Will you win your Georgia workers compensation case? Hello. My name is Ty Wilson. I'm a Georgia workers compensation attorney practicing law in the state of Georgia. And the question we get a lot is “If I decide to go to a hearing while I win?” Well, we cannot tell you yes or no. Everything that matters when you're dealing with a Georgia workers compensation claim is what is called “evidence”. An evidence is what you have that you can prove. We all know that there are certain things that happen, but if you can't prove them in a court of law, it's like they didn't happen. And so evidence is what you must base your case on. And in reality, anybody who says yes, you can win. Well, if you've got a Slam dunk, yes, you can win case, you really shouldn't be out of hearing. Okay.
There are times when the other side, employer insurer may not know details for some reason, but I think for the most part, once all the evidence is laid out, they're pretty realistic in their expectations and will not drag something into litigation, typically speaking without a reason. And so if there's something they are continuing to fight, there's probably some evidence or maybe some surveillance or video footage of you doing something you shouldn't have been doing or something along those lines. And so it's important to find that out into what is called discovery. But will you win your case? That's a complicated question.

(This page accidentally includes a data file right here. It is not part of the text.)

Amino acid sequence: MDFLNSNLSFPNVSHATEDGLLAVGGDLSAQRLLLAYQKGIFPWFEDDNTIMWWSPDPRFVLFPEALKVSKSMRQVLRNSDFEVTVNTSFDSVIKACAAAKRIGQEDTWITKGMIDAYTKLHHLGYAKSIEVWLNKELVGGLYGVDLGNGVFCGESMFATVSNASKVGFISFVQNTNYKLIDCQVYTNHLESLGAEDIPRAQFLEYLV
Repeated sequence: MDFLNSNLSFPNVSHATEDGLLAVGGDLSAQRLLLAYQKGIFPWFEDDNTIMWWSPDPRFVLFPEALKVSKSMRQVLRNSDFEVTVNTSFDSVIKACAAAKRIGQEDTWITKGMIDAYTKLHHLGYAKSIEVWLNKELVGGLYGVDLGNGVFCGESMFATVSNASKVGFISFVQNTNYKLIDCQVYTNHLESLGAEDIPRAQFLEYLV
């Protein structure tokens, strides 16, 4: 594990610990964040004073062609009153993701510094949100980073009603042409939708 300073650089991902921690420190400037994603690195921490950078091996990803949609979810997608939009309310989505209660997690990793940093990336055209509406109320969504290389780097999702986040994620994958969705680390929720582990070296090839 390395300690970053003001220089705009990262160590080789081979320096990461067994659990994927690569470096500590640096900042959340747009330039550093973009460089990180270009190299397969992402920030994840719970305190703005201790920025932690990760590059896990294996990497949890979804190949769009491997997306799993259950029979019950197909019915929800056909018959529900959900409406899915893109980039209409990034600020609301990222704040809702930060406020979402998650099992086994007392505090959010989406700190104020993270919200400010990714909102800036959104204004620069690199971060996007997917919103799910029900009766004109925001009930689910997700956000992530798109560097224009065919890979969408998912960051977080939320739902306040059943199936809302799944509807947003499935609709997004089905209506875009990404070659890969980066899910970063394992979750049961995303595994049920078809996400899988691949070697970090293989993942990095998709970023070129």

There is no guarantee that you will win everything you're seeking in a workers compensation claim. And so for any attorney to tell you otherwise, I think is somewhat reckless. The only way you find out if you win is by going through the process. And I'll say this a lot of times. What is considered a win is also a question Mark. In workers comp you're seeking medical benefits as it relates to your work injury and income benefits, if you've been taken out of work for more than seven days or on light duty or out of work completely for more than seven days. If you're on light duty, the employer cannot accommodate your restrictions. Okay.
Will you win all of that? Well, the question is, what evidence do you have? Do you have work status reports that show that you're out of work or that you're on light duty? Do you have a name of someone at the employer's office that says, hey, just stay home. We can't accommodate your duty restrictions right now. We need somebody who can do work. That does happen doesn't always happen in writing. And so the more evidence you have in support of your contentions, the better chance you have of winning. But as far as Slam dunks, well, those are far and few between they are out there. But once again, if something is a Slam dunk, it doesn't need to be on a hearing calendar.